"This collection of ghost stories is fresh, varied, and entertaining. Perfect company for long a winter's night." - Owen King, co-author with Stephen King of the New York Times #1 Bestseller Sleeping Beauties

Twenty-six brand-new tales of ghosts, spirits, and the afterlife to chill even the most hardened reader to their very marrow. Grandmasters and newcomers alike serve well to petrify with stories to keep you lying awake in the dead of night - long after the last of the light has died - listening for that telltale scratching at the door, a soft whisper of disembodied voices, and the icy caress of long-dead fingers upon your ankle…

The Horror Zine’s Book of Ghost Stories is delighted to present to you original, never before seen, spine-tingling tales from Bentley LIttle, Joe R. Lansdale, Elizabeth Massie, Graham Masterton with Dawn G. Harris, Tim Waggoner, and the very best up and coming writers in the genre. Includes a foreword by Lisa Morton..




The Horror Zine and HellBound Books, outstanding publishers of horror fiction have joined forces to give you - The Horror Zine's Book of Ghost Stories. Out now via paperback and kindle.



Ever since I was little I've always been obsessed with the idea of ghosts. Troubled souls that don't know how to leave when they depart our mortal plane. Do ghosts really exist? Are they just damaged people or evil entities seeking to corrupt us? Is there one standing right behind you as you read this?


Ghosts have been with us for centuries, they have always been a part of our psyche and countless stories, films and legends have been devoted to them. Because of this there are many cliches to be found in ghost stories, some feel like you have read them countless times before. You'll find none of those in here.


This is an amazing anthology. Inside there's a whopping 26 stories guaranteed to scare the hell out of you. I honestly loved every single one of these stories but there's too many to individually mention. The anthology is introduced by horror legend Lisa Morton with her explanation on how ghost stories have endured since our ancestors told their tales around campfires.



Some of these stories are just straight up terrifying such as Trespass by D.J.Tyrer in which Jack has gotten a new job as a security guard conducting night shifts at an abandoned school with a dark history. This was one of my faves I really felt like I was there! As was The Boy From El Salvador by Bentley Little, such a terrifying story. We follow in the footsteps of border patrol officer who's been explicitly warned to leave the little boy from El Salvador well alone but the boy finds him and he just can't look away. Beckon U by Dean Wild took on a really modern twist on how ghosts can adapt to modern times, truly terrifying!


Some tales despite being dark were also incredibly touching and emotional. I particularly enjoyed reading A Strange Girl by Maureen O'Leary in which a mother and daughter have pushed each other to the limits. They embark on a make or break journey where they come across dark discoveries and a shocking truth. This tale has it all and was a real gem. As was The Vacuum by M.N.Nicholls, this tale really got to me. It's the first story of the collection and really starts off the anthology with a bang. The writing was so tender yet terrifying. An unflinching story of a young girl, despite being rendered utterly powerless by outside influences, she battles everyday to keep her family together. She never gives in, never gives up hope. Sal's Requiem by Sebastian Crow  was a very sweet and poignant tale of a father struggling to cope in the aftermath of a terrible accident. Saying good bye is the hardest thing to do.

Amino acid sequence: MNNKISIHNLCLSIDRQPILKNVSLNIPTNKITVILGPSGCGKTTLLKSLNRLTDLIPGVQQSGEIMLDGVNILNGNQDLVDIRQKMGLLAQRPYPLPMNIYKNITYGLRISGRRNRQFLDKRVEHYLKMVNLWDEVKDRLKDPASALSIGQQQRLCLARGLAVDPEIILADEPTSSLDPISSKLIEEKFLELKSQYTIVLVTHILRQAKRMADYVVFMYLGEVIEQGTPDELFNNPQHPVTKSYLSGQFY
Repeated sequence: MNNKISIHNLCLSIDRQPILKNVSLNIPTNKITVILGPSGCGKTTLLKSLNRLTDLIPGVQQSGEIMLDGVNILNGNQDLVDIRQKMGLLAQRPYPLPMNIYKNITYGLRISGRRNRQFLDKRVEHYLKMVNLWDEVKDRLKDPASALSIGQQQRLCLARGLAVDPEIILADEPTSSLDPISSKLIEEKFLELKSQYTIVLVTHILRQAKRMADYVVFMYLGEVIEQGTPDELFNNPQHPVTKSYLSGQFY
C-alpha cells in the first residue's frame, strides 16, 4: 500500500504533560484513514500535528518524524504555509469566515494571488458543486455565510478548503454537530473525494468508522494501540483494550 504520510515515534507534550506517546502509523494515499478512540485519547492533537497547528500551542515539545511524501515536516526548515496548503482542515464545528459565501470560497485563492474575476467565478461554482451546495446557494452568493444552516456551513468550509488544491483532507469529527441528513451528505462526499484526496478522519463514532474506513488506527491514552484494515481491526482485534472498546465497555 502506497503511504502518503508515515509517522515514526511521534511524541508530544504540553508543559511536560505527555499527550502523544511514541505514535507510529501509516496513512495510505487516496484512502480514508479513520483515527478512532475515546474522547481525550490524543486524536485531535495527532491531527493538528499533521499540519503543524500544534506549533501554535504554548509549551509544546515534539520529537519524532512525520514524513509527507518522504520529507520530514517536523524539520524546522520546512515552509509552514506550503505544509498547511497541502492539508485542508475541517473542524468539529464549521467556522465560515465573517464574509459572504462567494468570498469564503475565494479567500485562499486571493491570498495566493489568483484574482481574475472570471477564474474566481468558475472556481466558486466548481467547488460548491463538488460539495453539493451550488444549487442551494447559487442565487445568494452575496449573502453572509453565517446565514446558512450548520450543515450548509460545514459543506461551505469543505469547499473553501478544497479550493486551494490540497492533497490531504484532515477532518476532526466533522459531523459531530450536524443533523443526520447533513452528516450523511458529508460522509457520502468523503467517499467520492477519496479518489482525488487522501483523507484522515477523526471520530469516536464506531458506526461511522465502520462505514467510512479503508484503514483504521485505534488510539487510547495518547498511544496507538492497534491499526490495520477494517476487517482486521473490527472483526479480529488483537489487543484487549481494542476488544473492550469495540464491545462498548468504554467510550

This collection also features some really creepy tales. I really enjoyed Filling Station by Joe R.Lansdale. When you really need to pee you can't be choosy but do be careful and keep an eye out. Something to Nibble On by Christian A.Larsen should have came with a warning. Do not read if you have a nervous disposition. After enjoying a visit with Grandma Evan's day takes a downturn. Not even Grandma's home-made cookies can cheer him up.Brilliant! The Doll by Kathryn Staublin was astonishing. An unwelcome visitor arrives, a strange little girl who says and does nothing. There's something not right about her or the doll she clings to. The House on Henley Way by Jeani Rector puts a new spin on the haunted house story. A young couple move into their dream home, the wife eager to start a family and fill the house with happy memories, except the house isn't emoty. Great story!



Other stories that take on dark subject matter include Mr Potato Head by Elizabeth Massie in which a troubled wife flees from her abusive husband and mother in law with her daughter determined to make a fresh start. Cutting the Mustard by Graham Masterton and Dawn G. Harris follows the tale of lonely man working a dead end job in a library. No one likes him, even the kids pick on him. Both these stories were so original and went off in directions I couldn't predict.


I also really enjoyed The White Road by Tim Waggoner in which a man lying on the operating table starts to see his life flash before him. The problem is he remembers everything so clearly. He can never forget a thing. 


This was a great anthology which I thoroughly enjoyed reading, a must have for all horror fans!